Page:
11/22/2021 | By Seniors Guide Staff

by Amy Dickinson

Advice columnist Amy Dickinson responds to a mother who gave her all to her daughters – or so she thought. Now, both young women say they had horrible, traumatic childhoods. Are these angry daughters traumatized or spoiled? See what Amy has to say.

Dear Amy:

My husband and I have been married for 40 years.

We have two daughters in their 30s.

I happily was a stay–at–home mom, and my husband was a busy physician. Although busy, he and I never missed a sporting or school event that our daughters participated in.

We traveled, gave them every opportunity in life, and they had a wonderful childhood.

Or so we thought.

My youngest informed me last night that she had some “childhood trauma” (she couldn’t give me an example) that she is going into therapy for.

She also informed me that her older sister told her that she had a horrible childhood.

My oldest has in the past been very disrespectful and dismissive of both my husband and me. She has never provided a reason for her attitude.

She is mother to our only grandchildren, whom we adore.

Could her father and I have gotten it so wrong?

I’m beyond devastated. Thoughts?

– Totally Confused Mom

Dear Mom:

Something seems to be amiss in your ideal family, but your angry daughters are not ready – or willing – to illuminate things for you.

You say the daughter who reports childhood trauma cannot give you an example of what she is referring to.

I say that she is not ready. This could be because you and your husband have a habit of denying problems, explaining things away, or glossing things over.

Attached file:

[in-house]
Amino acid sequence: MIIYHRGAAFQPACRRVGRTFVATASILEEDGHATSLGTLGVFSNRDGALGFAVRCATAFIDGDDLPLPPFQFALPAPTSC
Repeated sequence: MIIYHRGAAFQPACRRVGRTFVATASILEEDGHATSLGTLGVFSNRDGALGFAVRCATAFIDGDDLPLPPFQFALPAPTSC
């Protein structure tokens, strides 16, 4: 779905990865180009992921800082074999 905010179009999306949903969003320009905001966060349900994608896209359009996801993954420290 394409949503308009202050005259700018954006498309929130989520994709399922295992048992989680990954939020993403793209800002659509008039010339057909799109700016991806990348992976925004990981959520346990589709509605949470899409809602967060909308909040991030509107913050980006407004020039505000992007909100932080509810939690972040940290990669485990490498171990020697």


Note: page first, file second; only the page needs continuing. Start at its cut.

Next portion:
Your other daughter is disrespectful and dismissive but refuses to explain why.

You are expecting both daughters to explain themselves to you, but they might lack the words, or the wherewithal, to pierce your family’s beautiful facade in order to describe their own experiences and feelings.

They might have had a traumatic experience with a neighbor, a family member, or kids at school. They might have felt afraid, lonely, or harshly judged.

Parents need to make sure that their children understand that they can fail, and fall, and have problems – because that’s what it means to be human.

This is a humbling experience for you. I suggest that you start framing your concern toward them, personally – versus the impact on you – and offer to enter therapy with each, as soon as they are ready.

In the tradition of the great personal advice columnists, Chicago Tribune’s Amy Dickinson is a plainspoken straight shooter who relates to readers of all ages. She answers personal questions by addressing issues from both her head and her heart. A solid reporter, Dickinson researches her topics to provide readers with informed opinions and answers – ranging from angry daughters who may be traumatized or spoiled to DNA surprises. Ask Amy, P.O. Box 194, Freeville, NY 13068.

© 2021 by Amy Dickinson

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Seniors Guide Staff

Seniors Guide has been addressing traditional topics and upcoming trends in the senior living industry since 1999. We strive to educate seniors and their loved ones in an approachable manner, and aim to provide them with the right information to make the best decisions possible.

Seniors Guide Staff